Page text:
- Student Loan Protection Rider– Student Loans are a reality for most veterinarians, and a student loan protection rider can specifically set aside a certain amount to go to your student lender. This can allow you to continue making payments even when you are unable to work.
When Should I Purchase Coverage?
Ideally, while you are still in school. Yes, income is tight and you may not have much room in your budget, but obtaining a policy now while you are your healthiest will lock in low rates and combined with some of the features mentioned above can allow for the policy to grow as your income grows. You will also be able to purchase another policy down the road if needed.
Dealing with mortality is a stressful topic for many, but if the unthinkable were to occur wouldn’t you want to know your family is provided for? This is where life insurance makes sense.
Life insurance protects you and your loved ones from an untimely death by paying out a death benefit to your beneficiaries, which can relieve financial pressure in an already difficult time. Life insurance is designed to protect against a loss, such as a loss in income. Life insurance comes in two forms, term life and permanent life.
Term Life Insurance
Term life insurance is a policy that pays out a death benefit to your beneficiaries during a specified term, which typically are 10, 20, or 30 years. For example, if you obtain a 30-year term policy with a $1M death benefit and you were to unexpectedly pass away within this 30 year period, your named beneficiary would receive the $1M benefit tax-free (tax-free because you are paying premiums with after-tax money, in most cases). As long as you continue to make premium payments the benefit will be paid. If, however, you pass away 31 years later, at this point the policy term has ended and no benefit would be paid.
Who Needs Term Life Insurance?
Anyone who has people that depend on their income, including children, spouses, and dependents should consider term life insurance. Even someone who may not work outside of the home may need life insurance if they provide care for others that would need to be replaced, such as childcare or elderly care.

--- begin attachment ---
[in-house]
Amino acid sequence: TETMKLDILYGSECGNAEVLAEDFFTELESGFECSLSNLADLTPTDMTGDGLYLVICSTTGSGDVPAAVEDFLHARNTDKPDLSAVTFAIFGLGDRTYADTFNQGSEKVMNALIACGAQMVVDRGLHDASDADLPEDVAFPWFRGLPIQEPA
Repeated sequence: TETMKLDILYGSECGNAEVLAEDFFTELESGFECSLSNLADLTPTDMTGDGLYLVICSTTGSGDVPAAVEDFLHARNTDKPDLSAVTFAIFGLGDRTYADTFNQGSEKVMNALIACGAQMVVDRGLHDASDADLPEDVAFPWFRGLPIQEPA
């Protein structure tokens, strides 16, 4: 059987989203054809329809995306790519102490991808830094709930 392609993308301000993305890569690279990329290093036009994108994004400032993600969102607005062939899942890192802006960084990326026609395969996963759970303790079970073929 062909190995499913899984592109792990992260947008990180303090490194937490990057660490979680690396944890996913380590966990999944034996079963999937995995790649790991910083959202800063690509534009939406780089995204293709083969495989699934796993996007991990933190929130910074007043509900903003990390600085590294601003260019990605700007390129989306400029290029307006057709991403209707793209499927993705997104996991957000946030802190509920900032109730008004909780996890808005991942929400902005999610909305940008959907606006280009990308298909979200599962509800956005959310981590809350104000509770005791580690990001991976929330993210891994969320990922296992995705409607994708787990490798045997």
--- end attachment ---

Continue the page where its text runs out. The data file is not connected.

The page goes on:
If you are single with no dependents, no one who depends on your income, and with no large outstanding debts that would need to be paid at your passing, life insurance is probably not a necessity right now.
Why Should You Purchase Term Life?
As stated above, life insurance should be used primarily to protect against a loss. Proceeds from a life insurance policy can be used to support minor children, pay for higher education, help with mortgage payments, and any other situation that can be affected by a loss.
Veterinarians, given their unique skills and education, often are the primary earners or a significant contributor to household income, thus a term life insurance policy should be a consideration.
Because life insurance is designed to protect against a loss, term insurance is the better option vs. a permanent life policy (discussed later). Term insurance is much less expensive, actually downright affordable, and provides the protection when you need it most. For example, assume a 30 year old veterinarian with a spouse, mortgage, and children. By purchasing a 30-year term policy, this will provide protection long enough for the children to move away, for the mortgage to be paid off, and for retirement to be funded. After this 30-year period, life insurance may no longer be needed as no one is dependent on their income anymore and there are no outstanding large debts.
Of course, as income rises you may need to purchase more term life insurance, referred to as laddering, to make sure your income is adequately insured, but rarely does paying more for a permanent policy make sense.
How Much Do I Need and How Much Does it Cost?
There are two trains of thought when it comes to how much life insurance you need.